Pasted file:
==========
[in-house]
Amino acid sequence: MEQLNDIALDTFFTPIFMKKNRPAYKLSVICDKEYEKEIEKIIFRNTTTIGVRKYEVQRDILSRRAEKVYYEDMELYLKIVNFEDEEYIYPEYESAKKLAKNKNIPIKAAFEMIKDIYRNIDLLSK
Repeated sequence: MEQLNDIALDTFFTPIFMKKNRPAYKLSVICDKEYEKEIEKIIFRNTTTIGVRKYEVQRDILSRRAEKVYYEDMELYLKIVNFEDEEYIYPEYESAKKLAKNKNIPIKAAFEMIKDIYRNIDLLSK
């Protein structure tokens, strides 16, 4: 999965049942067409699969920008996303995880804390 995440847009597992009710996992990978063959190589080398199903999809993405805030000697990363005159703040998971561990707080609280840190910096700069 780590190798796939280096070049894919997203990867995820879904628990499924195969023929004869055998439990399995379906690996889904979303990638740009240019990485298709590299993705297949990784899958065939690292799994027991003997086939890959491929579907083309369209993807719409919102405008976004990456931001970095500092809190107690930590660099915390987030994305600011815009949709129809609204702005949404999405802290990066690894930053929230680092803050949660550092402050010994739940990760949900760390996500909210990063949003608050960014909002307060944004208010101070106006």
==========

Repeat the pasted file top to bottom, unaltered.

[in-house]
Amino acid sequence: MEQLNDIALDTFFTPIFMKKNRPAYKLSVICDKEYEKEIEKIIFRNTTTIGVRKYEVQRDILSRRAEKVYYEDMELYLKIVNFEDEEYIYPEYESAKKLAKNKNIPIKAAFEMIKDIYRNIDLLSK
Repeated sequence: MEQLNDIALDTFFTPIFMKKNRPAYKLSVICDKEYEKEIEKIIFRNTTTIGVRKYEVQRDILSRRAEKVYYEDMELYLKIVNFEDEEYIYPEYESAKKLAKNKNIPIKAAFEMIKDIYRNIDLLSK
């Protein structure tokens, strides 16, 4: 999965049942067409699969920008996303995880804390 995440847009597992009710996992990978063959190589080398199903999809993405805030000697990363005159703040998971561990707080609280840190910096700069 780590190798796939280096070049894919997203990867995820879904628990499924195969023929004869055998439990399995379906690996889904979303990638740009240019990485298709590299993705297949990784899958065939690292799994027991003997086939890959491929579907083309369209993807719409919102405008976004990456931001970095500092809190107690930590660099915390987030994305600011815009949709129809609204702005949404999405802290990066690894930053929230680092803050949660550092402050010994739940990760949900760390996500909210990063949003608050960014909002307060944004208010101070106006």